Has Janssen experienced any violation of its patents in Chile and how has this affected Janssen’s operations in the country? 

Although the government has been doing its best to improve intellectual property protection, there is still a lot of work to do. There are copies in the Chilean market, which is no longer only a challenge for the pharmaceutical companies, but is also a challenge for the local authorities.

You have more than 25 years of experience in the pharmaceutical industry, all which was spent at Janssen. Do you feel the industry has changed more over the past five years than over the entire 20 years before?

Yes, absolutely. I started as a medical sales representative, so I´ve seen and experienced many changes throughout these years.  One of the greatest changes I have seen in the Chilean pharmaceutical market is the “Plan AUGE” and access to innovative medicines.

Timely access to the world’s latest and most innovative medicines will make the country healthier and more productive. New medicines, for example, can help to reduce productivity losses due to worker illnesses, lower absenteeism rates, and improve school attendance, all of which will contribute to accelerated economic growth and help to decrease poverty. The government has become aware of this opportunity and is today fostering a better environment for the innovative industry.

Some, however, will still find access to healthcare and medicines difficult because of cost. Where cost is truly a barrier to treatment, healthcare stakeholders, including insurers, pharmaceutical companies, providers, governments and others can and must find creative solutions to help patients, something to which Janssen is deeply committed.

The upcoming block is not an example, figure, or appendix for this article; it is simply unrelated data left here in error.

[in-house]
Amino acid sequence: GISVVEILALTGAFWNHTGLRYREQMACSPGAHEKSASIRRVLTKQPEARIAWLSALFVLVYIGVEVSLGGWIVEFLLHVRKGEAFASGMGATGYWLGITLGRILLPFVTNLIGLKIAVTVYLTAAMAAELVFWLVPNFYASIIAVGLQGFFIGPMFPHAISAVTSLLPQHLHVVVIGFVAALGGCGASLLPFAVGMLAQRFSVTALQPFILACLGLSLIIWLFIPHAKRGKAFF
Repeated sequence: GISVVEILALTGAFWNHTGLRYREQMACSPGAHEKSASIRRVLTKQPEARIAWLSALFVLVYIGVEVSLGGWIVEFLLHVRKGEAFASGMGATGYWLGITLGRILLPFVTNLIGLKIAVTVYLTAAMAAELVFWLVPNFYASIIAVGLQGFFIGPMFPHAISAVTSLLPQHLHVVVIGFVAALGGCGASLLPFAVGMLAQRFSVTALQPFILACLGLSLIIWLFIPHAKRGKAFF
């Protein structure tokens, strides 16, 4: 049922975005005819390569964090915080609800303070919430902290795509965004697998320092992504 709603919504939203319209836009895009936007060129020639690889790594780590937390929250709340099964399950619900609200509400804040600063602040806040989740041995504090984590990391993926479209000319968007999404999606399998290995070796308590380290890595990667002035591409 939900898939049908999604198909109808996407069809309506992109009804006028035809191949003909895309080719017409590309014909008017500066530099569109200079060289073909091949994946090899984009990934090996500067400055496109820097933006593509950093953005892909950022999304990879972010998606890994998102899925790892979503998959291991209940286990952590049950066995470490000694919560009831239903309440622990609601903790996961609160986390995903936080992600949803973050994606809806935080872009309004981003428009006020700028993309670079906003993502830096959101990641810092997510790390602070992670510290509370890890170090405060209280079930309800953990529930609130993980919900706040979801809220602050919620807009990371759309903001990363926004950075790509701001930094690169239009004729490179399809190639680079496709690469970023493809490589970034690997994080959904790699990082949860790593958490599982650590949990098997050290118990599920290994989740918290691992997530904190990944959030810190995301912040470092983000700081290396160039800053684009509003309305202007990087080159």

What is your vision for the Chile and Janssen within it for the next 3 to 5 years?

Finding the best path to lead Chile toward economic development has been a continuous task of Chilean governments and leaders during the last century. And if the country is able to sustain its current momentum, at the end of this decade it will probably become the first fully developed country in Latin America. At Janssen we should take advantage of this prospect and grow with the country.

At Janssen we are committed to expanding access to innovative medicines for the Chilean population and we will continue to work with the government and associations to do so. The company’s success relates back to Dr. Paul Janssen’s spirit and philosophy – constantly trying to foster an environment of collaboration and communication which results in innovation and healthier lives for people.